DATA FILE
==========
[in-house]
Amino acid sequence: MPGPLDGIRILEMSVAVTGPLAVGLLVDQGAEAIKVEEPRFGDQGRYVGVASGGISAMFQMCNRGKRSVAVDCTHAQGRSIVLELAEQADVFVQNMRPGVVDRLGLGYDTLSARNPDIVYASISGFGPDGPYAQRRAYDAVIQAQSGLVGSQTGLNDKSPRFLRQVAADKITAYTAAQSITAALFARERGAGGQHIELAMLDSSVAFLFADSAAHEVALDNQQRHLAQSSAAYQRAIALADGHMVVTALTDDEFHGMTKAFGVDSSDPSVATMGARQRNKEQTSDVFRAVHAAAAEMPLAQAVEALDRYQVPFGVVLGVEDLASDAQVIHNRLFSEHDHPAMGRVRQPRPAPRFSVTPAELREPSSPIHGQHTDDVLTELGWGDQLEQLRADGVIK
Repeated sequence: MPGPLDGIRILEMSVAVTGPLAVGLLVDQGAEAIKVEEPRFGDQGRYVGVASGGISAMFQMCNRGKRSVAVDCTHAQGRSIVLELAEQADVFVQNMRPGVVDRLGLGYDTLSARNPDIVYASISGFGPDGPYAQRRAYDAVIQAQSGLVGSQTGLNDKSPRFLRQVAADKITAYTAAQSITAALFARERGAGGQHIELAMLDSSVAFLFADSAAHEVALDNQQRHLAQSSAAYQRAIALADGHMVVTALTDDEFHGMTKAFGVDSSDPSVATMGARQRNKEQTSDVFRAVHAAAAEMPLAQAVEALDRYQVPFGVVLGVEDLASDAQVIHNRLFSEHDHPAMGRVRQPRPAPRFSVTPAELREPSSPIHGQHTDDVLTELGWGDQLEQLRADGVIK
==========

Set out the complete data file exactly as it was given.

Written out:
[in-house]
Amino acid sequence: MPGPLDGIRILEMSVAVTGPLAVGLLVDQGAEAIKVEEPRFGDQGRYVGVASGGISAMFQMCNRGKRSVAVDCTHAQGRSIVLELAEQADVFVQNMRPGVVDRLGLGYDTLSARNPDIVYASISGFGPDGPYAQRRAYDAVIQAQSGLVGSQTGLNDKSPRFLRQVAADKITAYTAAQSITAALFARERGAGGQHIELAMLDSSVAFLFADSAAHEVALDNQQRHLAQSSAAYQRAIALADGHMVVTALTDDEFHGMTKAFGVDSSDPSVATMGARQRNKEQTSDVFRAVHAAAAEMPLAQAVEALDRYQVPFGVVLGVEDLASDAQVIHNRLFSEHDHPAMGRVRQPRPAPRFSVTPAELREPSSPIHGQHTDDVLTELGWGDQLEQLRADGVIK
Repeated sequence: MPGPLDGIRILEMSVAVTGPLAVGLLVDQGAEAIKVEEPRFGDQGRYVGVASGGISAMFQMCNRGKRSVAVDCTHAQGRSIVLELAEQADVFVQNMRPGVVDRLGLGYDTLSARNPDIVYASISGFGPDGPYAQRRAYDAVIQAQSGLVGSQTGLNDKSPRFLRQVAADKITAYTAAQSITAALFARERGAGGQHIELAMLDSSVAFLFADSAAHEVALDNQQRHLAQSSAAYQRAIALADGHMVVTALTDDEFHGMTKAFGVDSSDPSVATMGARQRNKEQTSDVFRAVHAAAAEMPLAQAVEALDRYQVPFGVVLGVEDLASDAQVIHNRLFSEHDHPAMGRVRQPRPAPRFSVTPAELREPSSPIHGQHTDDVLTELGWGDQLEQLRADGVIK